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My instructor asked me to prove that strongly connected component of a DAG is also a DAG. I don't get it. How can a graph be DAG and strongly connected at the same time?

Consider a graph on two vertices "u" and "v" and assume that it is strongly connected as well as a DAG. A path from u to v exists as well as a path from v to u which creates a cycle. No?

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This is difficult to answer because in part we have to guess what your instructor actually meant, but that said, I can't see a way to reconcile the statement.

You could ask if the components that are strongly connected in the underlying undirected graph are DAGs, but this is trivial, any subgraph of a DAG is also a DAG - we're not adding any edges, so we can't introduce a cycle.

Alternatively, we could ask for strongly connected components of a DAG, but here your observation is correct, there are no non-trivial strongly connected components in a DAG. The trivial ones are just each vertex by itself, which is trivially a DAG too, so that kind of works, if your instructor is looking to test your understanding of the definitions.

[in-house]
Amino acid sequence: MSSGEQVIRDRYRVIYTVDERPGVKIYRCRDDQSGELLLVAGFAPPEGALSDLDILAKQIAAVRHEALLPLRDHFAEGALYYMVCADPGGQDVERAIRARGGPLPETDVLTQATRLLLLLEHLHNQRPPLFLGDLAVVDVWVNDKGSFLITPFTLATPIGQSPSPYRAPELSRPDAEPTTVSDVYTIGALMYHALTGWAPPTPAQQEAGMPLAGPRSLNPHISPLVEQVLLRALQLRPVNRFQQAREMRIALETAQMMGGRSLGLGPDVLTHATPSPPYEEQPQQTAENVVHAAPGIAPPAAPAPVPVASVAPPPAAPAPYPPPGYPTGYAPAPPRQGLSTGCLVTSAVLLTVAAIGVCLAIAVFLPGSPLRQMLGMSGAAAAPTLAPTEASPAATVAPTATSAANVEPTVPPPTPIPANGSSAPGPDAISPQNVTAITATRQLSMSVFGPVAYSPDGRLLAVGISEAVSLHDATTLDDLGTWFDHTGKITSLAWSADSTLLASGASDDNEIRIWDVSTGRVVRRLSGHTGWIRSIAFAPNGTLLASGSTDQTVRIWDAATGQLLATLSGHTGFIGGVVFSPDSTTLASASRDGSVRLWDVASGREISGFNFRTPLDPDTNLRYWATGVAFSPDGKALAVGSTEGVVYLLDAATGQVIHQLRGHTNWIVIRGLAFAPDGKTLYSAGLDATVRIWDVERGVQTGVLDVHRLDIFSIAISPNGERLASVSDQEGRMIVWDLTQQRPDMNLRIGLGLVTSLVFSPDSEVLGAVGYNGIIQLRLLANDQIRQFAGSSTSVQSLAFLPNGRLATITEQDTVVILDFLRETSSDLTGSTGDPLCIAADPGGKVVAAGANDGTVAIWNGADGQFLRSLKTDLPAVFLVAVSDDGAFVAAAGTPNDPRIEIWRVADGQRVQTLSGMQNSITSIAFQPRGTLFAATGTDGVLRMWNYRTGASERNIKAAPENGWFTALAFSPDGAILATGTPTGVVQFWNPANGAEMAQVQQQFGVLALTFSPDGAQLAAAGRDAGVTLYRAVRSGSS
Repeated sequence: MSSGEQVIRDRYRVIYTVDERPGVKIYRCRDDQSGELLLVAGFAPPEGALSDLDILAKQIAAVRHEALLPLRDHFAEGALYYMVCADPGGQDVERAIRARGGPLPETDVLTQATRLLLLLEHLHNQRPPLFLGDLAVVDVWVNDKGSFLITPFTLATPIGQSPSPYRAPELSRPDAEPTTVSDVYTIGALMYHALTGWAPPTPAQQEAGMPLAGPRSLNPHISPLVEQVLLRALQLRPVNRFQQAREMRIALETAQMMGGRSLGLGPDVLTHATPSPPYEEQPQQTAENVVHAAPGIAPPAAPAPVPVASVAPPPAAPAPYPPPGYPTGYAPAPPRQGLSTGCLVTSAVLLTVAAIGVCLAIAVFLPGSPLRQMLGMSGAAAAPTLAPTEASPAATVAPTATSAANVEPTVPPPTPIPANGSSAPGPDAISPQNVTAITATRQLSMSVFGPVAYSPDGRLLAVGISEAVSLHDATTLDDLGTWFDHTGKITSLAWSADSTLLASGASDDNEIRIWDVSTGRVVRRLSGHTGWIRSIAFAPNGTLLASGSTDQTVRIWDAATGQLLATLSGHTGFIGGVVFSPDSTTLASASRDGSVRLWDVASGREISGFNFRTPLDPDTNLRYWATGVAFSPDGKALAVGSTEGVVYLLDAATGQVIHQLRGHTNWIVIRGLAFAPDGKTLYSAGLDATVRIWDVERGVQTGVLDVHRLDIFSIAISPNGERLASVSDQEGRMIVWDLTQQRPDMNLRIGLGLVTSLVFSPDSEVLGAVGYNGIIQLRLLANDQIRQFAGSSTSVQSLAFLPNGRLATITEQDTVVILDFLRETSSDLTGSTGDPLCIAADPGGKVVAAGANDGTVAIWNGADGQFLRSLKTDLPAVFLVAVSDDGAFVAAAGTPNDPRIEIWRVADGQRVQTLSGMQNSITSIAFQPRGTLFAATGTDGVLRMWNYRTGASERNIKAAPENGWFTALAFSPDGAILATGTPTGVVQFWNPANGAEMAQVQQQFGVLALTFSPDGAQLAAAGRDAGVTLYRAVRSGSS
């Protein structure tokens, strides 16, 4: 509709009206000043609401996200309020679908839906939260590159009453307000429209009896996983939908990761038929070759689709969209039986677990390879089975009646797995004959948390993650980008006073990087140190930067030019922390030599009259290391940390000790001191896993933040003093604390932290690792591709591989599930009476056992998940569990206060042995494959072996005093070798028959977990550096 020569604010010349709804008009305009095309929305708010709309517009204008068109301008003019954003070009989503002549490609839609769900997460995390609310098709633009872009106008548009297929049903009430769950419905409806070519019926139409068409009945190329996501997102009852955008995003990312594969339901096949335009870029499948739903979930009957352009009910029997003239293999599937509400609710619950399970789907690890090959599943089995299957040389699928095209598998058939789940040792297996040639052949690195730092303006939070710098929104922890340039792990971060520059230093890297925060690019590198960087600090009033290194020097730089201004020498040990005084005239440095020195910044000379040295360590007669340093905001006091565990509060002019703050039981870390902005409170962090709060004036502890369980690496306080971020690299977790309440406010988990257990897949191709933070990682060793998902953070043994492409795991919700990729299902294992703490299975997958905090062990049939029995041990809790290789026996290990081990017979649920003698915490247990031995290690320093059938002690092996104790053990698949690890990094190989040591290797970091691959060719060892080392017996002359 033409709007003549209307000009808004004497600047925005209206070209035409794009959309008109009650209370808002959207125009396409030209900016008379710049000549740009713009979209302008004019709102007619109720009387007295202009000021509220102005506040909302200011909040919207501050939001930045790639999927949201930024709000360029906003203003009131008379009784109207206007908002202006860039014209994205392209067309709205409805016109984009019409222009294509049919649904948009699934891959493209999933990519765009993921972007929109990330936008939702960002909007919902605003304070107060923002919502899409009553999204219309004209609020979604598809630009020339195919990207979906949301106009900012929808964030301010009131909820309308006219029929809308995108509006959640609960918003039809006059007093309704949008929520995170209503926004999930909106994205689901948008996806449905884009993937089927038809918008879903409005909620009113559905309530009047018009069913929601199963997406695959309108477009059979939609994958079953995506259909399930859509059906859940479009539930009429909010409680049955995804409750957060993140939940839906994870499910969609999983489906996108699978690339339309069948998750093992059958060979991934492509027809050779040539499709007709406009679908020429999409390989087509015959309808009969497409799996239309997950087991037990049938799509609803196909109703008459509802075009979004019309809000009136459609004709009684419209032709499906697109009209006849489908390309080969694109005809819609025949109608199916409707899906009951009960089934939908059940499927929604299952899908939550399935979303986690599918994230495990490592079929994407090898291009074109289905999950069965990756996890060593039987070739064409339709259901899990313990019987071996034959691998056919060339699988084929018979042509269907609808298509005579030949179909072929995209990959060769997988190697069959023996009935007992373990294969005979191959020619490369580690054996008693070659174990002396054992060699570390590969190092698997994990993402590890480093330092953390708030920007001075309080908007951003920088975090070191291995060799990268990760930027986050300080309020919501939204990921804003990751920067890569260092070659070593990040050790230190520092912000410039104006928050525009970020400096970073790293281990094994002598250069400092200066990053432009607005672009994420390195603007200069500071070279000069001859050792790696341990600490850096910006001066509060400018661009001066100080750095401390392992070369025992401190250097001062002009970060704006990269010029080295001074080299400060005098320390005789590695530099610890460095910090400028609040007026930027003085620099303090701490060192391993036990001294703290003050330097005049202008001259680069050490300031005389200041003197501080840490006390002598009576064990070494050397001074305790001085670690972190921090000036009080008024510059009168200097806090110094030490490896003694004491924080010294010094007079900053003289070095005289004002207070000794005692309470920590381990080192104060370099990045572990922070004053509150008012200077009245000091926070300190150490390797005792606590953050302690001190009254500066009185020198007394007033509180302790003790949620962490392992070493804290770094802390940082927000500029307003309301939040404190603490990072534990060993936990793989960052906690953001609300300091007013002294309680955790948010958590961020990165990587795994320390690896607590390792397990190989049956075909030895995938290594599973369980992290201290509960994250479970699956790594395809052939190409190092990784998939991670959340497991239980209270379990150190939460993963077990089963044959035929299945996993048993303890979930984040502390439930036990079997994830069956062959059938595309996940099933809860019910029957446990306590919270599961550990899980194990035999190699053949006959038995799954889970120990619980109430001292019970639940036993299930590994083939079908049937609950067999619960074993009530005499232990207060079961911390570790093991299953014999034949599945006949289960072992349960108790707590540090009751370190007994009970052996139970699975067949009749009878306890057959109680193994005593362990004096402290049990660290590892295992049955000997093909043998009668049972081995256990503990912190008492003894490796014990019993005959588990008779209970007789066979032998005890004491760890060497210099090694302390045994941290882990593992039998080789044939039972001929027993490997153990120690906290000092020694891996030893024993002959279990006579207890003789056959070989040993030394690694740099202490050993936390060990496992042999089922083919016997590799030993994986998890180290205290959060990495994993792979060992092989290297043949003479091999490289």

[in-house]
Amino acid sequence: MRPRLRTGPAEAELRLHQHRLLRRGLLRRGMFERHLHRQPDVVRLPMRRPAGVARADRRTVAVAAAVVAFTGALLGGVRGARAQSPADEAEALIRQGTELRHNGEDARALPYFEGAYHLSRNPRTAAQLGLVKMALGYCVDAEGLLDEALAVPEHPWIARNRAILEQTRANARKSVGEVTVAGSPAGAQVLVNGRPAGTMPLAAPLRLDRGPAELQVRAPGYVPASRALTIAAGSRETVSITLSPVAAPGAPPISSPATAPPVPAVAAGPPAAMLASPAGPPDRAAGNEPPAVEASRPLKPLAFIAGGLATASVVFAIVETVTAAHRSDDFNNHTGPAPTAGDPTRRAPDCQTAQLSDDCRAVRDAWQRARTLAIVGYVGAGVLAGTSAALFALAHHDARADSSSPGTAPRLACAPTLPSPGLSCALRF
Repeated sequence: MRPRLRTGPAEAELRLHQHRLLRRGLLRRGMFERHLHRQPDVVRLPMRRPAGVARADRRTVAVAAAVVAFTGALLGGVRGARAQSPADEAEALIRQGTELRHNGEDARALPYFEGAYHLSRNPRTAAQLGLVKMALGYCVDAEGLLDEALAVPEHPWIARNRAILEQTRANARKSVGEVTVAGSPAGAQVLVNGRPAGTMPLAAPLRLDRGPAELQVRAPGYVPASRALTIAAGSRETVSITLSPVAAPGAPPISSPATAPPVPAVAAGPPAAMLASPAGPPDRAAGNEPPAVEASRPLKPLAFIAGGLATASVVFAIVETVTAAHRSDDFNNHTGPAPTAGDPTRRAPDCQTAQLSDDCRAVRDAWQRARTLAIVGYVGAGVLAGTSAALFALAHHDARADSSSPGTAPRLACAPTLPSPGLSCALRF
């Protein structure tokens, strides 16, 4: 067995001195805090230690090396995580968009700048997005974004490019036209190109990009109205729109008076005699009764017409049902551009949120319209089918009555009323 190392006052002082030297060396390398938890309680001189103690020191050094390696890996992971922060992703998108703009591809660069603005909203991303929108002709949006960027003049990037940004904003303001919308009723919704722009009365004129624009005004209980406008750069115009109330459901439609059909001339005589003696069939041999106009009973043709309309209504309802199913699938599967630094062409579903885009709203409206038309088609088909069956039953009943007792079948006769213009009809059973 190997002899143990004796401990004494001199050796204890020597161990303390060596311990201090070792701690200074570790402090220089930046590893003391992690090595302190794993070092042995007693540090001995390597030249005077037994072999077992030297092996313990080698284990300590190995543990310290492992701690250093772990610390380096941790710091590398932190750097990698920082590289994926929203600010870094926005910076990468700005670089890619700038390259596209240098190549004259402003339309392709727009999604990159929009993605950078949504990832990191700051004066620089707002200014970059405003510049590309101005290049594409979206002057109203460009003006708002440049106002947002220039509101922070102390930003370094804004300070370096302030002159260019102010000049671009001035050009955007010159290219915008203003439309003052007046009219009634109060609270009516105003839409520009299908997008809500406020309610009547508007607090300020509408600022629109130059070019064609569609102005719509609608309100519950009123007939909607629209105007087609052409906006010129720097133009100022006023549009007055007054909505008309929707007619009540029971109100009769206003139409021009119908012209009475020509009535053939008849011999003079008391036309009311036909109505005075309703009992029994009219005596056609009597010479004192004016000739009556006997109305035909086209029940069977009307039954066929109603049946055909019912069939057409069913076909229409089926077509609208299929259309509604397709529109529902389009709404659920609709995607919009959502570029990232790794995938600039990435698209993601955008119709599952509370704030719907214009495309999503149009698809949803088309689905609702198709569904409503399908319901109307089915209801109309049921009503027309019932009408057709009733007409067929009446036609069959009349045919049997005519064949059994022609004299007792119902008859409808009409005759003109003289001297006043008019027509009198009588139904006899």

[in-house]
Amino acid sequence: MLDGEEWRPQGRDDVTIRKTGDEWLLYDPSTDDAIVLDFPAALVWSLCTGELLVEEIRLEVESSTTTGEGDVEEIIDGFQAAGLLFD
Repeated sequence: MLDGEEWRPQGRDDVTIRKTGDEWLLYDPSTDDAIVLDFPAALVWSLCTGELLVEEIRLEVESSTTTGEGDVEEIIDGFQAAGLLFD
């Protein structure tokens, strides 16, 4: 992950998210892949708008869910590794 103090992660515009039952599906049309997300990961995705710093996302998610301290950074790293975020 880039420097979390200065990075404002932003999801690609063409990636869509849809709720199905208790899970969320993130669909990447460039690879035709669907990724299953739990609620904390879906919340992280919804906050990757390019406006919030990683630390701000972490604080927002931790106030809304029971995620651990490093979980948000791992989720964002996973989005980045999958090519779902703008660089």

The last thing I can think of is that if you take a directed graph (not necessarily acyclic), and shrink each strongly connected component to a single vertex, the resulting graph is a DAG (called the "condensation" of the original graph). The condensation of a DAG is the DAG itself (we're back to the trivial strongly connected components again).

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